We begin the holy season of Lent with a reflection on the Temptation of Jesus in the wilderness. The reason this story is associated with the beginning of Lent is to remind us that Jesus was fully human and fully divine. As human, Jesus was tempted, and as divine, He defeated temptation. The incident reminds us that temptations are common, and that no one is free from temptation. We need God’s power to overcome temptation. The readings remind us of the power of temptations and how we can overcome them.
The first reading describes the ancient ritual of presenting the first fruits and gifts to God during the harvest festival. These gifts were given in gratitude to Him for liberating them from slavery in Egypt and guiding them during the years of their trials and temptations in the wilderness. The reading describes the ritual that Moses wanted every successive generation of people to repeat. This ritual served as a reminder to the people not to forget the goodness and generosity of God who loved them, liberated them, and made a covenant with them.
In the second reading, Paul counsels the early Christians not to yield to their temptation of going back to the practices of Mosaic Law. Many of these early Christians insisted that Gentiles converting to Christianity needed to become Jews first and to keep the Jewish law for their “justification.” But in this reading, Paul teaches us that none of us can achieve righteousness on our own. Hence, Paul argues, God offers us a share in Divine righteousness as grace—a free gift—to which we contribute nothing except our Faith in Christ’s Resurrection and our public acceptance of Jesus as our Lord and Savior.
In the temptation of Jesus we see that the devil was not trying to lure Jesus into some particular sin. Rather, he was trying to entice Jesus away from the accomplishment of His mission. The devil offered Jesus the opportunity to become the political Messiah of Jewish expectations and to use His Divine power to avoid suffering and death and saving the world from sin and death. The opposition, hostility and rejection which Jesus experienced were constant temptations for Him to use His power as God’s Son to overcome evil. The temptation story reveals Jesus as God’s obedient Son, refusing to be seduced into using his Divine power for His own comfort and convenience. Jesus overcame temptations through the knowledge of His identity, His purpose, and God’s plan for human salvation.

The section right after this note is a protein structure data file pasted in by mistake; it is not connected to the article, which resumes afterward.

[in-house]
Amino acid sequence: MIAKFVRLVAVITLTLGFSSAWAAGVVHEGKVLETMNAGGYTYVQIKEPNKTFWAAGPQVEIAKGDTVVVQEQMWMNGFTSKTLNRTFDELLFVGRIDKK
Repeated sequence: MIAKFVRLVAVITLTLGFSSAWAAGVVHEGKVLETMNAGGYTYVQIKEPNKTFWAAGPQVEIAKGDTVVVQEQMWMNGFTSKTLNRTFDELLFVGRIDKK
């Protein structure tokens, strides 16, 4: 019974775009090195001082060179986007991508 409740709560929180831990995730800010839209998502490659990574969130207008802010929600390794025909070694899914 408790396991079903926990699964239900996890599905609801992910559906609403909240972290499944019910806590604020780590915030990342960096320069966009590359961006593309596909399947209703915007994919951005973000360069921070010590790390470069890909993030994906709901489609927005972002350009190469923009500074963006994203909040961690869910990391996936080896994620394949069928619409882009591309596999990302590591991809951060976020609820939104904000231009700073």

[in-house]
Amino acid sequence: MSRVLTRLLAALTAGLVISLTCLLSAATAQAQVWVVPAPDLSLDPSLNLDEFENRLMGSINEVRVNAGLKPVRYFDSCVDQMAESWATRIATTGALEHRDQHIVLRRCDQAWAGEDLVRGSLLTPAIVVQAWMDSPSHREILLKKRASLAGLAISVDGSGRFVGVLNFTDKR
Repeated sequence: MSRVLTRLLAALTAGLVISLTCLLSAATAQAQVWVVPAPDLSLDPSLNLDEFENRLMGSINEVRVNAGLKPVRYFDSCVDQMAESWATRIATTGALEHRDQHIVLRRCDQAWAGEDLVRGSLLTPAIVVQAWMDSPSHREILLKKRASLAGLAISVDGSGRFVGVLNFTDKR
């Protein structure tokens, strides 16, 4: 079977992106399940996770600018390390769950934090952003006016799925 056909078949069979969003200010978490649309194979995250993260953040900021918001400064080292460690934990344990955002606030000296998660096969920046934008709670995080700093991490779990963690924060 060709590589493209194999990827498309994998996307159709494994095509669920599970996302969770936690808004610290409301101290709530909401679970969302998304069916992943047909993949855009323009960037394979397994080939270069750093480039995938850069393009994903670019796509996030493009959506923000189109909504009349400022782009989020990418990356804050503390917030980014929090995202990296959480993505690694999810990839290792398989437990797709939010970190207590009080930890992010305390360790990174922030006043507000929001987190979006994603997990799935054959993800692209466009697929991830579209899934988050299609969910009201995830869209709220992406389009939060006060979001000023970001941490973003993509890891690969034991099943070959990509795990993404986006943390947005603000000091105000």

By defeating temptation, Jesus is the model for conquering our own temptations. How do we conquer temptation? We conquer through prayer, penance, and being in close communion with God. So, temptations can be defeated with the grace of God and by being in close communion with Him. When you are tempted and challenged, I want you to remember that we are never tempted beyond our power to resist. His grace and guidance is there always. St. John reminds us: “The One Who is in you is greater than the one who is in the world” (1 John 4:4). Therefore, during Lent, let us find ways to confront evil, evil tendencies, and evil ways and habits.
We are in the first week of Lent. What do we do and how do we observe Lent? During Lent, the Church encourages us to focus on the three important disciplines of the season: prayer, fasting, and almsgiving. Therefore, during these 40 days, I encourage you to make a special effort to attend daily Mass, to receive the Eucharist, and to participate in the Sacrament of Reconciliation. The Church invites us to fast because fasting enables us to identify with the suffering that Jesus endured on the Cross and also with the suffering of the needy. Pope John Paul II once said that fasting from food and detaching oneself from material goods during Lent enables us to open our hearts to God and our hands to the poor.
In order to make this Lent a great spiritual renewal for our parish community, we have several programs planned for this week in the church. We have confession, adoration and benediction on Wednesdays from 5:00 pm to 7:00 pm and Stations of the Cross on Friday at 7:00 pm. The Knights of Columbus fish dinner is on Friday from 4:30 pm to 6:45 pm. For information on any of these or other programs, please refer to the flyer that we mailed out to you a few days ago or call the parish office. My prayer for you and your families during this Lenten season is that we may all grow in holiness.
The reflection question for the first week of Lent is, “God, how do you want to make me more like You?” Speak to God and commit to spending time in prayer. Mark your calendar to spend fifteen minutes every day this week in prayer.